Contribution of Sea-State Dependent Bubbles to Air-Sea Carbon Dioxide Fluxes

Brandon G Reichl, NOAA Geophysical Fluid Dynamics Laboratory, Princeton, United States and Luc Deike, Princeton University, Department of Mechanical and Aerospace Engineering, Princeton, NJ, United States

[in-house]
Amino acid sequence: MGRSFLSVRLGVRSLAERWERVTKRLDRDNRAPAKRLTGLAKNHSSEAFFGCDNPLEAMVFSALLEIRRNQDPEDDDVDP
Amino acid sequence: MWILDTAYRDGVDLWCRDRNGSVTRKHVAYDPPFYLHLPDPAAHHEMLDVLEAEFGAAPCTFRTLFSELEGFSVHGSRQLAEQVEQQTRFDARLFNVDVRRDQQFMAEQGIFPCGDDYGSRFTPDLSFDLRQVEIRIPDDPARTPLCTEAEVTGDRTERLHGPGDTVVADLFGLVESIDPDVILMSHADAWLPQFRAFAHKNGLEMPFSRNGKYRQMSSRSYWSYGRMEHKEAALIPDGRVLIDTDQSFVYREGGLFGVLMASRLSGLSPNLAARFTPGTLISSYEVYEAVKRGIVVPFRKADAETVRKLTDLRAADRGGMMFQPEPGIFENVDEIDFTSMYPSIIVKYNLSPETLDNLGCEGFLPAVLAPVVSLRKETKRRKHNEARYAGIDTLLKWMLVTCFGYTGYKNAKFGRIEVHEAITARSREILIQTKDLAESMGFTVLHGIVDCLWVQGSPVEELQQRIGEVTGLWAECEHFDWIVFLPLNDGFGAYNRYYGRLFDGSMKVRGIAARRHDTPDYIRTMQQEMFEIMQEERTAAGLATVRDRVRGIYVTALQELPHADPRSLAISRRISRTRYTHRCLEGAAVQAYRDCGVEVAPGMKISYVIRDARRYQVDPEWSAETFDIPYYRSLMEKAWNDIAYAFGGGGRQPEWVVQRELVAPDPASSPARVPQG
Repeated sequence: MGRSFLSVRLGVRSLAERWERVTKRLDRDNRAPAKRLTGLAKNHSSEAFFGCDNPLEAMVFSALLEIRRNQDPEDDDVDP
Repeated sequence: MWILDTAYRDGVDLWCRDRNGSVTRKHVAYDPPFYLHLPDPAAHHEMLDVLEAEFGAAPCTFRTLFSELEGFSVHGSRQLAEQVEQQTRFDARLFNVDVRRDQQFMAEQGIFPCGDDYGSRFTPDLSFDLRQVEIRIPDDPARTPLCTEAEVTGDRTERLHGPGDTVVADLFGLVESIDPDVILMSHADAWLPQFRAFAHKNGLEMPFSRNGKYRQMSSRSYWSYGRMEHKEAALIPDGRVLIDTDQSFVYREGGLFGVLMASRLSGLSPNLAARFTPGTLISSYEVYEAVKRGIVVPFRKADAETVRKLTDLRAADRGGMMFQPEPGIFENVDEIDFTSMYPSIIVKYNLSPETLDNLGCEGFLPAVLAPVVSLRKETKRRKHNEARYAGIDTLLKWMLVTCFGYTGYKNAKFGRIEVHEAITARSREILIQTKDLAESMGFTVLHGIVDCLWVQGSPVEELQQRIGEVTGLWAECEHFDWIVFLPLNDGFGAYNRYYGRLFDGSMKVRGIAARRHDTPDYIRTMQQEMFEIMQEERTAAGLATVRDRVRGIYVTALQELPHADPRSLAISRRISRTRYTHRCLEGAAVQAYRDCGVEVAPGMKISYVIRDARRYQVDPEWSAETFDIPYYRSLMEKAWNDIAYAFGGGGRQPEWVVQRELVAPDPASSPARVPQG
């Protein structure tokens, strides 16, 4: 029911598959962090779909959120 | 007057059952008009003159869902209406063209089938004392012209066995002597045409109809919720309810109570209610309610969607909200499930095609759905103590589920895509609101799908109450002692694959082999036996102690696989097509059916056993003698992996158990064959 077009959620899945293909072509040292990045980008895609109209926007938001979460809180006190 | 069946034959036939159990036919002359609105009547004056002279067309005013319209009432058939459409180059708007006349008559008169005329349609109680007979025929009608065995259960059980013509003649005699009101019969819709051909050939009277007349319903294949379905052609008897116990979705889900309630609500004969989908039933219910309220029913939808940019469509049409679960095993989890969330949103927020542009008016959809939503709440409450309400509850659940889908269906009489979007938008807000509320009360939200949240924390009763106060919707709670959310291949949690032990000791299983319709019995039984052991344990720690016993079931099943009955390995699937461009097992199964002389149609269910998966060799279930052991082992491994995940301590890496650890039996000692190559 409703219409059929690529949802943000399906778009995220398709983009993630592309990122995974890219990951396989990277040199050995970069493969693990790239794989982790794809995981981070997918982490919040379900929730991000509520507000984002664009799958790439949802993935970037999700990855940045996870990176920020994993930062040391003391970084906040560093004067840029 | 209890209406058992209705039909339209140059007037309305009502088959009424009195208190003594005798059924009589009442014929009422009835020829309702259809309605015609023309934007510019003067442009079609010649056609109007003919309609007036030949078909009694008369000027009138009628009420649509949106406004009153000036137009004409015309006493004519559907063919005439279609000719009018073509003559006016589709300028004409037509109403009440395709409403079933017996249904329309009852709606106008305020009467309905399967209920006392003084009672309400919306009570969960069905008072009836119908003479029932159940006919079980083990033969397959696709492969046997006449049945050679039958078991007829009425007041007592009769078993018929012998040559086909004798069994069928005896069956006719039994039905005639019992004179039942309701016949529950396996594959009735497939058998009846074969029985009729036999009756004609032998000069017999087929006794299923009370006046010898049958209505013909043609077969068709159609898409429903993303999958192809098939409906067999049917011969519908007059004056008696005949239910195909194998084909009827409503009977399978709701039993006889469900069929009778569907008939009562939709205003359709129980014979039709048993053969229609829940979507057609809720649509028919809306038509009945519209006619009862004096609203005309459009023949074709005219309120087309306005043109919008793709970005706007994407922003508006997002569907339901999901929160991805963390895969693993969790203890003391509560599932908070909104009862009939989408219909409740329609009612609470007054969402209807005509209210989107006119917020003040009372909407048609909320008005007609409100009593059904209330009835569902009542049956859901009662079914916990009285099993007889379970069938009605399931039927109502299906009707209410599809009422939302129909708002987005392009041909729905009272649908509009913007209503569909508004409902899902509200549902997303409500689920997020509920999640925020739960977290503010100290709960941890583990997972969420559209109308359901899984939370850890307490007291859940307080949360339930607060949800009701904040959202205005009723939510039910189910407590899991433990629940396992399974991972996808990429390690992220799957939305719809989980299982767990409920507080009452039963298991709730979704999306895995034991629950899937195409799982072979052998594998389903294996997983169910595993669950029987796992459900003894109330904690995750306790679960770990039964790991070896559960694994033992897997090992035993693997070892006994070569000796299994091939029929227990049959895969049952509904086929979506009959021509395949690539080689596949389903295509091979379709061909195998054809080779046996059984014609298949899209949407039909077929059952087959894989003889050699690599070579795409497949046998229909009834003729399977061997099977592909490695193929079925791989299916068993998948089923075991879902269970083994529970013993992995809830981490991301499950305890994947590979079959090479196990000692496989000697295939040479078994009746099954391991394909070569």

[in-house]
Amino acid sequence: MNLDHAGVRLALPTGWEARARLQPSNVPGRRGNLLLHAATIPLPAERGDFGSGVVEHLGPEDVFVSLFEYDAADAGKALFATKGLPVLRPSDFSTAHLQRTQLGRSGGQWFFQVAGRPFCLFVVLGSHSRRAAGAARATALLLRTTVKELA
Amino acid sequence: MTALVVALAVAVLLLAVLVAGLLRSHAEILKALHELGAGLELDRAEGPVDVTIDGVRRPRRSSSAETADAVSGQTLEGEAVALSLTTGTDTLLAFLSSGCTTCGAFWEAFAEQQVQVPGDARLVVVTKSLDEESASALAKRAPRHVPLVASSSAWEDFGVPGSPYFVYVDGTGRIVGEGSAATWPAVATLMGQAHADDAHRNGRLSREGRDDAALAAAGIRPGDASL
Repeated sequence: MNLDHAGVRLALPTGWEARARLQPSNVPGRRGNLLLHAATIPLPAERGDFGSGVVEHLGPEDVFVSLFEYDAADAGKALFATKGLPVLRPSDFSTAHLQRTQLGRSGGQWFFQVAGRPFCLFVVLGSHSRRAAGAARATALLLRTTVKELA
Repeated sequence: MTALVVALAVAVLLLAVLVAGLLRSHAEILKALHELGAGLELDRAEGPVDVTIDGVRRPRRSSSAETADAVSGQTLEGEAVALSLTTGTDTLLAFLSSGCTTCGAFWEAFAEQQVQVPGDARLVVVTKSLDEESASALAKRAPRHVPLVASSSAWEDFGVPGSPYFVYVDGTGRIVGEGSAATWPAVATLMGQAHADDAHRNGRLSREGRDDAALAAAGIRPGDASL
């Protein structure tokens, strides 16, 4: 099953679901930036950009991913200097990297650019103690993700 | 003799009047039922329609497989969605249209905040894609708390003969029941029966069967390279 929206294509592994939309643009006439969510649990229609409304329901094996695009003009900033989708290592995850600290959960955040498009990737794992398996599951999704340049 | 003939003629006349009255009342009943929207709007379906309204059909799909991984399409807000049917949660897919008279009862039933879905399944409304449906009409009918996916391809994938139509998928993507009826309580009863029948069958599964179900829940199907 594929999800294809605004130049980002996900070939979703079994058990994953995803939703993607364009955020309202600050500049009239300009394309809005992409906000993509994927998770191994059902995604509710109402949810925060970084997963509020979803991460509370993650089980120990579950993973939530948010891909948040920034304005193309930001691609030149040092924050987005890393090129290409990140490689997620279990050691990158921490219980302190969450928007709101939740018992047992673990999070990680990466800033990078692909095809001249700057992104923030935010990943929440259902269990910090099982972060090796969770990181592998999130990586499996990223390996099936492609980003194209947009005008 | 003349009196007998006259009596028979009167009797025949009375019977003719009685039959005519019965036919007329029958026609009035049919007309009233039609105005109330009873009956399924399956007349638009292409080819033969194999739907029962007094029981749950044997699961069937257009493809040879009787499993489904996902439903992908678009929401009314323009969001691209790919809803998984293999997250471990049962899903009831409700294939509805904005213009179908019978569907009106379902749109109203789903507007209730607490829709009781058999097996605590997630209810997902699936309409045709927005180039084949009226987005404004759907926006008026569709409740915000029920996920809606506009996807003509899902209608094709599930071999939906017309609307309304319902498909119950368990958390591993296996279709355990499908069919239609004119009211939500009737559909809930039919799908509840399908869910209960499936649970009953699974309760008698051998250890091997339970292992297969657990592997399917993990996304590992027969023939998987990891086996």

Breaking surface ocean waves produce bubbles that are important for air-sea gas exchanges, particularly during high winds. In this study we estimate air-sea CO2 fluxes globally using a new approach that directly considers the sea-state (surface wave) dependent contribution to the gas fluxes. We estimate that 40% of the total air-sea CO2 flux is via bubbles, with yearly, seasonal, and regional variability. When compared to the traditional gas-flux parameterization method that considers the wind speed alone, we find high-frequency (daily to weekly) differences in the predicted gas flux using the sea-state dependent method at spatial scales related to atmospheric weather (10 to 100km). Seasonal differences in the air-sea CO2 flux between the two methods range from 20 to 60%, with the largest values associated with winter storms. These results confirm that bubbles are important for global gas-flux dynamics and that sea-state dependent parameterizations may improve performance of global coupled models.